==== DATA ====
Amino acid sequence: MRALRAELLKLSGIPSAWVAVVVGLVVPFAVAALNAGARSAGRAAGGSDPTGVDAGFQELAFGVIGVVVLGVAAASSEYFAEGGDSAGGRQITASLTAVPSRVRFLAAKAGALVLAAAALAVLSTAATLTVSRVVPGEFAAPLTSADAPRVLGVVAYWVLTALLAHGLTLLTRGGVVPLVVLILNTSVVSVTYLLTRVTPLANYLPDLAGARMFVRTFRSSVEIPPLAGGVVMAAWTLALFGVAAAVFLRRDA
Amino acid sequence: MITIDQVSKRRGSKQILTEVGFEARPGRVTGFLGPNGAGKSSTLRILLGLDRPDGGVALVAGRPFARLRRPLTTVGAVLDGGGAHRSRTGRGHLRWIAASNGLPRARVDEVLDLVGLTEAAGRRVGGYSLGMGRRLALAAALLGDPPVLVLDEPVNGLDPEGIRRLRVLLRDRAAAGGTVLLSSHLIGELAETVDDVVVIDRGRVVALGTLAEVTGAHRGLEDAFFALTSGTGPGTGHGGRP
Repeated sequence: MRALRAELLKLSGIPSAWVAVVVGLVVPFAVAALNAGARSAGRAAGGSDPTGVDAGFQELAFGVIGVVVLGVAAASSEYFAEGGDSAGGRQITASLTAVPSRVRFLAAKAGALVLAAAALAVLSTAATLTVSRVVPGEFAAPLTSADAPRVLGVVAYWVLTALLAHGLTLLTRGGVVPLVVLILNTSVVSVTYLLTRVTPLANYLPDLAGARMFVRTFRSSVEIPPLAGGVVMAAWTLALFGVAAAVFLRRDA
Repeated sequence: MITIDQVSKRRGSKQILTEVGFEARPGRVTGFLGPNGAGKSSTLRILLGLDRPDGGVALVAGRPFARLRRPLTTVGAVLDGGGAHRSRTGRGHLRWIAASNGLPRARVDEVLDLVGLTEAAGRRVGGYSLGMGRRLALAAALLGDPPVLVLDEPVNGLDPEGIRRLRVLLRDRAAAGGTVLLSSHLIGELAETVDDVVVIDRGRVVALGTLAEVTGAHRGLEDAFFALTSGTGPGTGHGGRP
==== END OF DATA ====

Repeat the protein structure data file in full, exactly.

Amino acid sequence: MRALRAELLKLSGIPSAWVAVVVGLVVPFAVAALNAGARSAGRAAGGSDPTGVDAGFQELAFGVIGVVVLGVAAASSEYFAEGGDSAGGRQITASLTAVPSRVRFLAAKAGALVLAAAALAVLSTAATLTVSRVVPGEFAAPLTSADAPRVLGVVAYWVLTALLAHGLTLLTRGGVVPLVVLILNTSVVSVTYLLTRVTPLANYLPDLAGARMFVRTFRSSVEIPPLAGGVVMAAWTLALFGVAAAVFLRRDA
Amino acid sequence: MITIDQVSKRRGSKQILTEVGFEARPGRVTGFLGPNGAGKSSTLRILLGLDRPDGGVALVAGRPFARLRRPLTTVGAVLDGGGAHRSRTGRGHLRWIAASNGLPRARVDEVLDLVGLTEAAGRRVGGYSLGMGRRLALAAALLGDPPVLVLDEPVNGLDPEGIRRLRVLLRDRAAAGGTVLLSSHLIGELAETVDDVVVIDRGRVVALGTLAEVTGAHRGLEDAFFALTSGTGPGTGHGGRP
Repeated sequence: MRALRAELLKLSGIPSAWVAVVVGLVVPFAVAALNAGARSAGRAAGGSDPTGVDAGFQELAFGVIGVVVLGVAAASSEYFAEGGDSAGGRQITASLTAVPSRVRFLAAKAGALVLAAAALAVLSTAATLTVSRVVPGEFAAPLTSADAPRVLGVVAYWVLTALLAHGLTLLTRGGVVPLVVLILNTSVVSVTYLLTRVTPLANYLPDLAGARMFVRTFRSSVEIPPLAGGVVMAAWTLALFGVAAAVFLRRDA
Repeated sequence: MITIDQVSKRRGSKQILTEVGFEARPGRVTGFLGPNGAGKSSTLRILLGLDRPDGGVALVAGRPFARLRRPLTTVGAVLDGGGAHRSRTGRGHLRWIAASNGLPRARVDEVLDLVGLTEAAGRRVGGYSLGMGRRLALAAALLGDPPVLVLDEPVNGLDPEGIRRLRVLLRDRAAAGGTVLLSSHLIGELAETVDDVVVIDRGRVVALGTLAEVTGAHRGLEDAFFALTSGTGPGTGHGGRP